The firepower on offer from the Falcon is actually quite decent despite the carrying capacity that is unavailable to both the Fire Prism and Night Spinner, though it must be said that, again, moving at cruising speed does limit the use of one of its weapons. It comes stock with both a shuriken cannon and a shuriken catapult for some nice Bladestorm goodness, though the Pulse Laser is decidedly for tank or monster hunting. Firing two shots at a strength of eight with an AP of two, this forty-eight inch range gun is quite deadly to Terminators and Daemon Princes alike. While the Pulse Laser is the signature weapon of the Falcon, its use against general infantry isn't great and as such you need to ask yourself whether you want your Falcon to be able to engage multiple targets semi-reliably or deal with specific forces, such as tanks, with greater effectiveness. Handily, the shuriken catapult can be upgraded to a shuriken cannon, while the stock cannon can itself be exchanged - for a small price - to a bright lance, scatter laser, starcannon or eldar missile launcher. Each of them adds to either the general purpose fire, anti-infantry or anti-vehicle focus of the vehicle; for anti infantry, take the starcannon, while anti-tank purposes will likely be best served either with the scatter laser or bright lance. Unfortunately, as with elsewhere in the codex, the eldar missile launcher seems strangely over-costed compared to the other heavy weapon options; though still decent, it isn't as effective as a bright lance in its stated role. In terms of other upgrades, you can make full use of the Falcon's speed and deliver a nasty alpha strike while simultaneously delivering your embarked forces to the enemy front-line with the Crystal Targeting Matrix. Though expensive for a one-use-only item, it does give you an edge on the first turn and allow you to ignore a potentially tough decision. Rather than choosing to fire and potentially chance First Blood or move up further and lose the chance, you can use both and the benefit of that for even one turn can be quite significant. The Holo Fields are almost mandatory on nearly any Eldar vehicle provided you have the points spare, and for a transport sans battle tank, you will be constantly moving to make full use of them anyway. Others, such as Spirit Stones, are certainly helpful for ensuring the Falcon can at least continue its stated mission of moving and firing. Overall though, the Falcon is a worthy addition to your force, even if it is outdone as both a battle tank and transport by the Wave Serpent.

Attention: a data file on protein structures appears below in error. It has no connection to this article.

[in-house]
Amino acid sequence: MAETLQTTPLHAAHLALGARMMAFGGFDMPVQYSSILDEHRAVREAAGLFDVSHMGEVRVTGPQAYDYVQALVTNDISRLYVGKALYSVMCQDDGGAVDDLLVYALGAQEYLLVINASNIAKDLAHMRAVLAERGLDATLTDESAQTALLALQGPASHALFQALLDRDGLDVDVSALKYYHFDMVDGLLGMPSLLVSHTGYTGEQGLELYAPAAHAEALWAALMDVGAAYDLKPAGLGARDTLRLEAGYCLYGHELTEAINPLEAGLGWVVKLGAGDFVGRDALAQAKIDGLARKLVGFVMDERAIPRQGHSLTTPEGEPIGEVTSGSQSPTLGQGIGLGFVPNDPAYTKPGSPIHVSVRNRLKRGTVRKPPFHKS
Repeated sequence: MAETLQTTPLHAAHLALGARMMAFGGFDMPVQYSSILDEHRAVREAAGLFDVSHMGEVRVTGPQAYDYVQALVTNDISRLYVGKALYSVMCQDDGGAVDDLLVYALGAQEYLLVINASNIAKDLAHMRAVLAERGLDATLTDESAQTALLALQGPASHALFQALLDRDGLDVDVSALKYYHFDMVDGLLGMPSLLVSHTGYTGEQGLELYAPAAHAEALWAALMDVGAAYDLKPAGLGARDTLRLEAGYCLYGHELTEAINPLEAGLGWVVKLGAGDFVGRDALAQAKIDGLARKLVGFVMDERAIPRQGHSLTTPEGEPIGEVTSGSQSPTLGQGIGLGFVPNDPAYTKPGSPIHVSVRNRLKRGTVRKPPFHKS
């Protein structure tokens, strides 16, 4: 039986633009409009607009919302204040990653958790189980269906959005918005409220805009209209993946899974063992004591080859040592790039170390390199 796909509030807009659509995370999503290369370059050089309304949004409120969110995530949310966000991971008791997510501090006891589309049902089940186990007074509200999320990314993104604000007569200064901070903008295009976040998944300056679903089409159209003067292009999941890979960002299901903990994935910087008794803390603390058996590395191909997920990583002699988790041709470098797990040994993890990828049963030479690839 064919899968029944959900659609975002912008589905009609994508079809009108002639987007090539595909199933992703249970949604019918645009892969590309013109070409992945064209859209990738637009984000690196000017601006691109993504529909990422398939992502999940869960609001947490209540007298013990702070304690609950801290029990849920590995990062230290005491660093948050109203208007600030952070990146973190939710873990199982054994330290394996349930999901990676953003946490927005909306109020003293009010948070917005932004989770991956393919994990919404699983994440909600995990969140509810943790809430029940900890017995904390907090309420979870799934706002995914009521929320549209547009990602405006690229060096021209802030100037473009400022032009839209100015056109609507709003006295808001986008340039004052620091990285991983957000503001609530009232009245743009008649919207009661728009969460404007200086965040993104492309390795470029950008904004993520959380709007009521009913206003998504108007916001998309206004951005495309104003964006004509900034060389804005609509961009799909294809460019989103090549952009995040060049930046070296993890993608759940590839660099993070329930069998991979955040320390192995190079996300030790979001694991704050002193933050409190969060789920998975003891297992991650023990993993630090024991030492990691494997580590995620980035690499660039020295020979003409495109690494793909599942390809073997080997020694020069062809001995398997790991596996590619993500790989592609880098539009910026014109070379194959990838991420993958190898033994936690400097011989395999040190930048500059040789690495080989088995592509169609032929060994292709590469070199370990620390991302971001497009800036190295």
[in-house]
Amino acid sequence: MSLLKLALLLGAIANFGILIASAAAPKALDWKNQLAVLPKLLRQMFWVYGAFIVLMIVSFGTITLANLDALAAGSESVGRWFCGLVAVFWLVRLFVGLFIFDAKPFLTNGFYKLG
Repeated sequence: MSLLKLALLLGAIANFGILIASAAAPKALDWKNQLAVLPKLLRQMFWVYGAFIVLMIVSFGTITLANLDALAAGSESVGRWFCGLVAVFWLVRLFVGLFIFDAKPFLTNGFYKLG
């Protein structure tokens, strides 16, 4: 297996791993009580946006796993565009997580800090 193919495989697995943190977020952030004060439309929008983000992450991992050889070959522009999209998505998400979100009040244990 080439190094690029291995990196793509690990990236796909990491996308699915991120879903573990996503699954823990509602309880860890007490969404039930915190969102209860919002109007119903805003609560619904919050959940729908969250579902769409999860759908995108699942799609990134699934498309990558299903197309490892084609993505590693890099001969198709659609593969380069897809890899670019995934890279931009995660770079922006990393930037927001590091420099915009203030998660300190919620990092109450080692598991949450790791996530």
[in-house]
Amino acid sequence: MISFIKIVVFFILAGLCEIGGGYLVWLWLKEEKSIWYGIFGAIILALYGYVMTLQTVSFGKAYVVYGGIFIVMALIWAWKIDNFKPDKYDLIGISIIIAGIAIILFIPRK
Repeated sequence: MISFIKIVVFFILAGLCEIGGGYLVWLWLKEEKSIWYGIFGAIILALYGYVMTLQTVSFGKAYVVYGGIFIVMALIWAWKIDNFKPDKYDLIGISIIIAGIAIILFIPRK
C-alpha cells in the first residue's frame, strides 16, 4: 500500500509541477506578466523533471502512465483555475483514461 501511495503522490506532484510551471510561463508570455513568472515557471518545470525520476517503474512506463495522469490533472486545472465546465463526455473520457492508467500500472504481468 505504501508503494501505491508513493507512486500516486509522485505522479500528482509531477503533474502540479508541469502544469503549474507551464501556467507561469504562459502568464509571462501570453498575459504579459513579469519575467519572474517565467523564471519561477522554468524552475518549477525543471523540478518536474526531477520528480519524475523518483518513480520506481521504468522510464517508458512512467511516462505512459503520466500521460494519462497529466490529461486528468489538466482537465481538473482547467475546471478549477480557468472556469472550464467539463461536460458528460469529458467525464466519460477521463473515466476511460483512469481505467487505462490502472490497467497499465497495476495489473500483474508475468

War Walker Squadron - Though not strictly analogous to Rifleman Dreadnoughts, War Walkers nonetheless serve a very similar purpose with a few tweaks here and there; they offer great firepower at long ranges for a low cost, with decent stats overall. Dissimilar from their Space Marine counterparts is the durability of War Walkers; each has an armour value of ten all around, and only two hull points to spare. Anything from massed bolter fire to a few token shots from plasma weaponry will destroy them far easier than you would hope, particularly given that War Walkers are open-topped and thus any damage roll made against them receives a +1 modifier; not that it really matters with only two hull points, of course. To say that you need to use them smartly would be an under-statement, but with Battle Focus and Fleet thrown in, this is actually quite easy provided your game board has some decent terrain. The simplest use of this, made reliable by Fleet, is to move out of cover, fire, and then run back into cover - preferably that which blocks line of sight - and do so with confidence due to the re-roll for run moves. This is certainly a nasty tactic, although more complicated uses of the rule are possible; remember that not every game board will have terrain to suit that basic strategy, and some poor movement rolls can neuter it pretty quickly. When engaged in a melee War Walkers are, perhaps unsurprisingly, rather pathetic and not worth the ground that they tread. Each has two attacks at Strength five and Initiative five with a Weapon Skill of four, but not only does it ignore their ranged prowess - their stated goal - but krak-grenade-toting units of any kind will rip them apart with ease. With Ancient Doom, they do benefit from Hatred against Slaanesh Daemons and marked Slaanesh Chaos Marines, but as each of the handmaidens of Slaanesh have the Rending special rule, I would do my best to stay the heck away from any of the pesky warp entities. It is nice that the War Walkers are immune to Fear, at least. The Scout redeployment for War Walkers should help you to get into a good position, however; the free movement at the start of the game can be used either to jump into cover or try to move out of sight of enemy units.